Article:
Northern Michigan University students who participated in a recent field ornithology class recorded interactions with more than 175 bird species in various habitats. They saw raptors pepper the sky over Brockway Mountain during the spring migration, owls being banded by researchers at the Whitefish Point Bird Observatory and barn swallows nesting beneath the bridge where the AuTrain River spills into Lake Superior. Some were surprised to spot American white pelicans this far north.
NMU Biology Professor Alec Lindsay led students on five extended weekend camping trips to U.P. locations and Tawas City.
"Michigan is a top-10 state for bird watching because of the amazing diversity of migrating and breeding species," said Lindsay, who also chairs the Michigan Audubon Society board of directors. "The endangered Kirtland's warbler breeds here. Bird watching is perhaps underappreciated because it's a quiet recreational activity done in relative isolation, but it's a multi-million dollar tourism business in the state. We're in a great location to offer this course, with so many species and habitats."
Lindsay first taught the 13 students basic observation and listening skills on Northern's campus, where they easily found 15 bird species on a spring afternoon. Once in the field, they gained hands-on experience in research methods and outcomes. They completed data analysis related to such topics as peregrine falcons, variables in song sparrow vocalizations and birds that eat budworms, which are destructive to jack pines. The students also became proficient in identifying species by sight and sound.
"People don't always realize the variety of birds and the amazing things they do," he said. "It's like a treasure hunt or puzzle and easy to get hooked. The students were very passionate about it. They would look at birds through their binoculars and take notes, then during a break immediately look at their field guides and talk to each other. It was nice to see them develop a sense of ownership and a healthy responsibility for what's happening."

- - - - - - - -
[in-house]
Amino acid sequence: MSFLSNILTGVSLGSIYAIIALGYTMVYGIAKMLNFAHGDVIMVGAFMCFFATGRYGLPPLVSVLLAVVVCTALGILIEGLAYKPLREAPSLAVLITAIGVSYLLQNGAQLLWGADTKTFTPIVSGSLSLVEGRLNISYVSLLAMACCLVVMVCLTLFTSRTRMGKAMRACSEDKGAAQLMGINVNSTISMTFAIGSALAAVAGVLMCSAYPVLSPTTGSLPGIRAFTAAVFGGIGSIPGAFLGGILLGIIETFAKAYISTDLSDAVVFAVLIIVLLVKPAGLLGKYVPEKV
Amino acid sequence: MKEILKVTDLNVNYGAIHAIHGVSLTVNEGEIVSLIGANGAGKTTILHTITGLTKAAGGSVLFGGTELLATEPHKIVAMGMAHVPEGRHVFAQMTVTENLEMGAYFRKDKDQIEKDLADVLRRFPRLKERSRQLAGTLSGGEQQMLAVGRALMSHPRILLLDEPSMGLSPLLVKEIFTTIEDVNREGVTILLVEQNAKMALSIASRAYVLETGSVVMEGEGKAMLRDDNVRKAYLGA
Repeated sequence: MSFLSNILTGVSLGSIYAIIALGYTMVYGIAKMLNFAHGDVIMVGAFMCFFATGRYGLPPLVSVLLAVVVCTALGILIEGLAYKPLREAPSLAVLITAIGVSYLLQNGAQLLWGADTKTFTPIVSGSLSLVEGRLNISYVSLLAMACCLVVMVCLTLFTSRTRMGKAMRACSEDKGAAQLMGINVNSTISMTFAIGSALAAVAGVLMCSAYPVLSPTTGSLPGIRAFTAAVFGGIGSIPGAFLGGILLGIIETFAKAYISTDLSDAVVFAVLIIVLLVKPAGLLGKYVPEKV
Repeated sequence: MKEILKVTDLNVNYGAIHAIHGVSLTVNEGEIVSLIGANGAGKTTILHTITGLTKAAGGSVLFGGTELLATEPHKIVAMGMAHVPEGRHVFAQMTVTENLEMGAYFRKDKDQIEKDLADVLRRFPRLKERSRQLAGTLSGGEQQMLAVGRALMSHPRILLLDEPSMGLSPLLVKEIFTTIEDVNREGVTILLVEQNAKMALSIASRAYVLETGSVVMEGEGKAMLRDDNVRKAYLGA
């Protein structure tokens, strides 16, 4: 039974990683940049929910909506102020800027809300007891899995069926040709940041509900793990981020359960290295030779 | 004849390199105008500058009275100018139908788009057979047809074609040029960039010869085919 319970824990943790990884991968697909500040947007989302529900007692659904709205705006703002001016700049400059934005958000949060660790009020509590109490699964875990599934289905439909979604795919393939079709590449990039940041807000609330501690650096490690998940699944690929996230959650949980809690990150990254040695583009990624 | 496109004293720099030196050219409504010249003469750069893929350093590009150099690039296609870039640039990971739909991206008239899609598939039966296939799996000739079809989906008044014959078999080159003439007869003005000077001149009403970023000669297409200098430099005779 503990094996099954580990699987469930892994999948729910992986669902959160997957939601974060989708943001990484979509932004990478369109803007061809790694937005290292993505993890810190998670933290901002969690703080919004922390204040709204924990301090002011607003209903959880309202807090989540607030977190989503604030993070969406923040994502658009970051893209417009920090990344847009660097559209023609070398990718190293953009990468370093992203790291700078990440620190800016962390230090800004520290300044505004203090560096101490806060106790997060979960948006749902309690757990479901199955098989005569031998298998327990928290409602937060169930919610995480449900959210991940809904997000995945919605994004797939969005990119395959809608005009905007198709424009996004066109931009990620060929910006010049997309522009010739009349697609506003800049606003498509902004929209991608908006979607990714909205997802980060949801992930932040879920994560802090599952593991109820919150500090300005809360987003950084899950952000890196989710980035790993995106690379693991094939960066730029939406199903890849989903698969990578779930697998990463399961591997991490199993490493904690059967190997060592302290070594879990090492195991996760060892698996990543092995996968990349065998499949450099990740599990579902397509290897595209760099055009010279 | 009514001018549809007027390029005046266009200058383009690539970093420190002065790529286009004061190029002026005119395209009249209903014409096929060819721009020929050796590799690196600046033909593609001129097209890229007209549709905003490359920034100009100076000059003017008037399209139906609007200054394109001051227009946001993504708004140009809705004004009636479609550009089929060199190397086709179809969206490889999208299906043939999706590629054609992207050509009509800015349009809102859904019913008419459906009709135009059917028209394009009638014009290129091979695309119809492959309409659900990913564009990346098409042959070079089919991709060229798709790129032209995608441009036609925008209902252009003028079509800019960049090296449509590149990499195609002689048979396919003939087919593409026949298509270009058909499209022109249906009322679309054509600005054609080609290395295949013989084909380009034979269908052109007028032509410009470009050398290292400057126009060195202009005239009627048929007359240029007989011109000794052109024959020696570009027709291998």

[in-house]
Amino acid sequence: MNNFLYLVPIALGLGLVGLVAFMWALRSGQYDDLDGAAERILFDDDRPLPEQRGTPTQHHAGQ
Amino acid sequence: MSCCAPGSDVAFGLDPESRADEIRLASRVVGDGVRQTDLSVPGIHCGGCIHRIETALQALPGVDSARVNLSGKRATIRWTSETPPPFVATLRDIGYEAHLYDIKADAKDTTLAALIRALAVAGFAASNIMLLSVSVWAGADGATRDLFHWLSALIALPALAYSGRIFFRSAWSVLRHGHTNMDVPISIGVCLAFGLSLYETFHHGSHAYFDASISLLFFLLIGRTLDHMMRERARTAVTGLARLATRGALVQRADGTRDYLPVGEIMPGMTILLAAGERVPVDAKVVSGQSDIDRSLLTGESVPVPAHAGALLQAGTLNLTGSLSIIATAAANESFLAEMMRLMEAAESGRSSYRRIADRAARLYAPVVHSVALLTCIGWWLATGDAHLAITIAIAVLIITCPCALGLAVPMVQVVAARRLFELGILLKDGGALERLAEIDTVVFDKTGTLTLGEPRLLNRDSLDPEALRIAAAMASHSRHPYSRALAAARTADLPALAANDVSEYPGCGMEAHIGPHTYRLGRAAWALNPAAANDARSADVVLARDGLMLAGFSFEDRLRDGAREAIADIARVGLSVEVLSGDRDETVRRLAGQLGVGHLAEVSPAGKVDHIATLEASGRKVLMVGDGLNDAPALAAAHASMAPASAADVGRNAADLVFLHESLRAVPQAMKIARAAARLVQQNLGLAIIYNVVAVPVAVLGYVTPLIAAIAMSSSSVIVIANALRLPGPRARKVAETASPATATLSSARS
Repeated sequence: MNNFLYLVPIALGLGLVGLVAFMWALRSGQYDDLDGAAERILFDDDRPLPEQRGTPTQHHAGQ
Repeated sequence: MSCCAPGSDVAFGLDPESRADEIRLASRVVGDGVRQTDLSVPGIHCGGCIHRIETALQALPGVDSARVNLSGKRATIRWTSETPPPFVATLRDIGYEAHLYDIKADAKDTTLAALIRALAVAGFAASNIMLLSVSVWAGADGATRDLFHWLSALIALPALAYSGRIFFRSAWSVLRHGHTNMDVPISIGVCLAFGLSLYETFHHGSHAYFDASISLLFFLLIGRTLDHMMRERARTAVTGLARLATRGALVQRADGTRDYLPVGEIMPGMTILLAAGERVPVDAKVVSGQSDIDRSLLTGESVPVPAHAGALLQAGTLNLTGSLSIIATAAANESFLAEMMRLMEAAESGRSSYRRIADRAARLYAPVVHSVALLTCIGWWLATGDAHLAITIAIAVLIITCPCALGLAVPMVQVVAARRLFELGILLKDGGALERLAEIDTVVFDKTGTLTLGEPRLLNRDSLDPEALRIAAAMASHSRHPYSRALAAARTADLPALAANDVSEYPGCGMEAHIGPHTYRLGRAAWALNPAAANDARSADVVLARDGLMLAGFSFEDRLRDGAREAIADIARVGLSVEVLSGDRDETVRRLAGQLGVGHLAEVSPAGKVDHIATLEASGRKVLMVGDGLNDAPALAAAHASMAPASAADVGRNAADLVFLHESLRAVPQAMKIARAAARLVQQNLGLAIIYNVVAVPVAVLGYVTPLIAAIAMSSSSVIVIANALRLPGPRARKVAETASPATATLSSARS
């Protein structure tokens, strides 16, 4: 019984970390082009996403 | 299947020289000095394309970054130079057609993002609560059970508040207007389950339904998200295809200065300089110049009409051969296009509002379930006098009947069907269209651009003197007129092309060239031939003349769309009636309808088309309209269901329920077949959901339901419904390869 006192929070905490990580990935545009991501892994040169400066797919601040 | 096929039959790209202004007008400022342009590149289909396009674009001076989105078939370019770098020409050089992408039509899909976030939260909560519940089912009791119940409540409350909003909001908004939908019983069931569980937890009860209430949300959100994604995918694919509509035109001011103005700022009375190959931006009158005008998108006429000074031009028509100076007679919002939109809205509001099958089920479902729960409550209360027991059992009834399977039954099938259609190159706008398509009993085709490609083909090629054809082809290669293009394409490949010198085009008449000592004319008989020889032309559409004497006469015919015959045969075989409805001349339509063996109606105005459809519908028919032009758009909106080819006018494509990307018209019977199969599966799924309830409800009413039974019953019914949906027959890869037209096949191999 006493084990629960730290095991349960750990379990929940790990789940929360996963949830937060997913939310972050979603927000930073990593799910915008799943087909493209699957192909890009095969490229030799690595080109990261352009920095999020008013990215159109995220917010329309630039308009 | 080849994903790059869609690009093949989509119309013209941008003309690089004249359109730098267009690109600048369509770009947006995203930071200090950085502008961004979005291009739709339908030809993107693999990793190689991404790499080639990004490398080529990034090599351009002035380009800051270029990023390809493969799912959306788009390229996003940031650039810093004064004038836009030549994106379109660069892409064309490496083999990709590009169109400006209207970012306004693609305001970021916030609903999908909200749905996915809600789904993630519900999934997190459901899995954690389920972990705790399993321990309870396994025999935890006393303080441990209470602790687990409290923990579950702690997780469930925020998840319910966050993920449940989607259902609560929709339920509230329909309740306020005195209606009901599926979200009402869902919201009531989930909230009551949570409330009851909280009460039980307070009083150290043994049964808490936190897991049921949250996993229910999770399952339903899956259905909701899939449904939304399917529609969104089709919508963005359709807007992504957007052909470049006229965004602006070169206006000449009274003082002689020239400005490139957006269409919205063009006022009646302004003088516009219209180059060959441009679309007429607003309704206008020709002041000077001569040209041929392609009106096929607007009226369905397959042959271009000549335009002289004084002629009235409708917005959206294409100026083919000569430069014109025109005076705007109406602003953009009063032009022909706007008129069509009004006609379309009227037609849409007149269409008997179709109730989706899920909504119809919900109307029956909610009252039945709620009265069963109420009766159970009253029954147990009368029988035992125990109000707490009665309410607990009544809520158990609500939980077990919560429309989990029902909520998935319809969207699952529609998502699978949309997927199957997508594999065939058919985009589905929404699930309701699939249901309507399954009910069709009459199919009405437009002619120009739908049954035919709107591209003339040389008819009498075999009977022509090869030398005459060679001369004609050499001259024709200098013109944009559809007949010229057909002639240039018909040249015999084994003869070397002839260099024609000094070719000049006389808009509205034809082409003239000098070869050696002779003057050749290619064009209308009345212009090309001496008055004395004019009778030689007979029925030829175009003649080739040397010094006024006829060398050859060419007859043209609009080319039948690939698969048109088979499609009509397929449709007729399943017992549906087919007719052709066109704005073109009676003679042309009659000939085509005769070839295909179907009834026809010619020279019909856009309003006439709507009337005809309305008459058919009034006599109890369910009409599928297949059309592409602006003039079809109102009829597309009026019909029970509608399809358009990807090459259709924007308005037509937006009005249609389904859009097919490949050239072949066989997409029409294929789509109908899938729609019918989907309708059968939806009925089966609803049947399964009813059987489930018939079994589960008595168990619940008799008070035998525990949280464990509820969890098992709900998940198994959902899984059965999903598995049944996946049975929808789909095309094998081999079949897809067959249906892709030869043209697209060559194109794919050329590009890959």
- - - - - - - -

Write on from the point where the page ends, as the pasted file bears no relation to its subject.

The students functioned on little sleep during the camping trips. They stayed up late with the owls and whippoorwills and awoke early to the sounds of white-throated sparrows, ovenbirds and red-eyed vireos. Angela Bloodworth, a senior wildlife management major from Ypsilanti, said it was one of her favorite courses at NMU.
"I definitely like the hands-on opportunities of field classes," she said. "I went to Zambia with Dr. Lindsay two summers ago, which convinced me to switch my major. This class gave me skills I can use further down the road and gave me a whole new perspective of what I can do in my own backyard. I was more interested in large mammals before, but now I realize just how beautiful birds are and how many different studies you can do because of the huge variety. I definitely want to do work with birds as part of my career, whether it's permanent employment or short-term research projects."
The field ornithology course appears to launch students on a successful path. Lindsay previously taught it eight years ago. Of the 16 students who enrolled in that installment, to his knowledge 13 are either in graduate school, employed as ornithologists or working with agencies such as the U.S. Fish and Wildlife Service.
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